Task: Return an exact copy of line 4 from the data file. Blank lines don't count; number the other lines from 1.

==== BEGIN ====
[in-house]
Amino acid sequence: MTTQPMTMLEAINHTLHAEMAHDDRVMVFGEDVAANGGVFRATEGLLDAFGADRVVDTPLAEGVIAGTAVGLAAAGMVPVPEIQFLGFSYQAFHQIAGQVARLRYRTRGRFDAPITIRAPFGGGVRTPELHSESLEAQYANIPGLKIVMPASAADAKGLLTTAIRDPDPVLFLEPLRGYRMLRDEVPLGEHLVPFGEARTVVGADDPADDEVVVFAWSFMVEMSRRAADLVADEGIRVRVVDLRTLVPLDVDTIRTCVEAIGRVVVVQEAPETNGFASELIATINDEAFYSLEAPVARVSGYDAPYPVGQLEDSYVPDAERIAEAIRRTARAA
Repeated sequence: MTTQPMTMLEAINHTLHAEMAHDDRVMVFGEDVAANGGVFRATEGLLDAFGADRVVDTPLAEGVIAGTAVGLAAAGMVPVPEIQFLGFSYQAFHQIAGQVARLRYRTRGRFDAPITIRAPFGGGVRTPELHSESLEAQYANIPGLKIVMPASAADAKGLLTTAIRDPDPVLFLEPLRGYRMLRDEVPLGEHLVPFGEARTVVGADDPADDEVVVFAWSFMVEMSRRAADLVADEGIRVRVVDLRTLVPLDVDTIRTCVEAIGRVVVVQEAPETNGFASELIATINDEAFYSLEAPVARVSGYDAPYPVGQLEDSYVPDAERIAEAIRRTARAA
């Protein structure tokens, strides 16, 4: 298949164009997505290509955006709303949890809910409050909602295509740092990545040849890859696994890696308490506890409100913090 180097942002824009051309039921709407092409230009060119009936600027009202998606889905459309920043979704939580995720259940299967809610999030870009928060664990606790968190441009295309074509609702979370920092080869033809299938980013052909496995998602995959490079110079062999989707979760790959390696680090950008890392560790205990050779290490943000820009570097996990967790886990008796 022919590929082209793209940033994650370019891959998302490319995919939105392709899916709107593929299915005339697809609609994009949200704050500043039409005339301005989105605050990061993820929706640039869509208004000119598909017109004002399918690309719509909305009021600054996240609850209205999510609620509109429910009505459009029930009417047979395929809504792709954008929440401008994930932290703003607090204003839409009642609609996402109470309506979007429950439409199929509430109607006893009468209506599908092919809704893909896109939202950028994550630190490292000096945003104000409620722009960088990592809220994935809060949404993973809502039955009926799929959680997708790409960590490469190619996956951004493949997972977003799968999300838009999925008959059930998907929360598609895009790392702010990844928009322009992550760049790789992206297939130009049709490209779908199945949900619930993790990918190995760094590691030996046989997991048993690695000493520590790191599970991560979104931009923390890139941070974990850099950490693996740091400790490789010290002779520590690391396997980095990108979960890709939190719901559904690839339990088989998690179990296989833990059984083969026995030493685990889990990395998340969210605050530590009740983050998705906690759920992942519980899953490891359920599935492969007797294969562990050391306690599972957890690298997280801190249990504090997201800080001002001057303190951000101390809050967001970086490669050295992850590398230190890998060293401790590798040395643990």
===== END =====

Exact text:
């Protein structure tokens, strides 16, 4: 298949164009997505290509955006709303949890809910409050909602295509740092990545040849890859696994890696308490506890409100913090 180097942002824009051309039921709407092409230009060119009936600027009202998606889905459309920043979704939580995720259940299967809610999030870009928060664990606790968190441009295309074509609702979370920092080869033809299938980013052909496995998602995959490079110079062999989707979760790959390696680090950008890392560790205990050779290490943000820009570097996990967790886990008796 022919590929082209793209940033994650370019891959998302490319995919939105392709899916709107593929299915005339697809609609994009949200704050500043039409005339301005989105605050990061993820929706640039869509208004000119598909017109004002399918690309719509909305009021600054996240609850209205999510609620509109429910009505459009029930009417047979395929809504792709954008929440401008994930932290703003607090204003839409009642609609996402109470309506979007429950439409199929509430109607006893009468209506599908092919809704893909896109939202950028994550630190490292000096945003104000409620722009960088990592809220994935809060949404993973809502039955009926799929959680997708790409960590490469190619996956951004493949997972977003799968999300838009999925008959059930998907929360598609895009790392702010990844928009322009992550760049790789992206297939130009049709490209779908199945949900619930993790990918190995760094590691030996046989997991048993690695000493520590790191599970991560979104931009923390890139941070974990850099950490693996740091400790490789010290002779520590690391396997980095990108979960890709939190719901559904690839339990088989998690179990296989833990059984083969026995030493685990889990990395998340969210605050530590009740983050998705906690759920992942519980899953490891359920599935492969007797294969562990050391306690599972957890690298997280801190249990504090997201800080001002001057303190951000101390809050967001970086490669050295992850590398230190890998060293401790590798040395643990």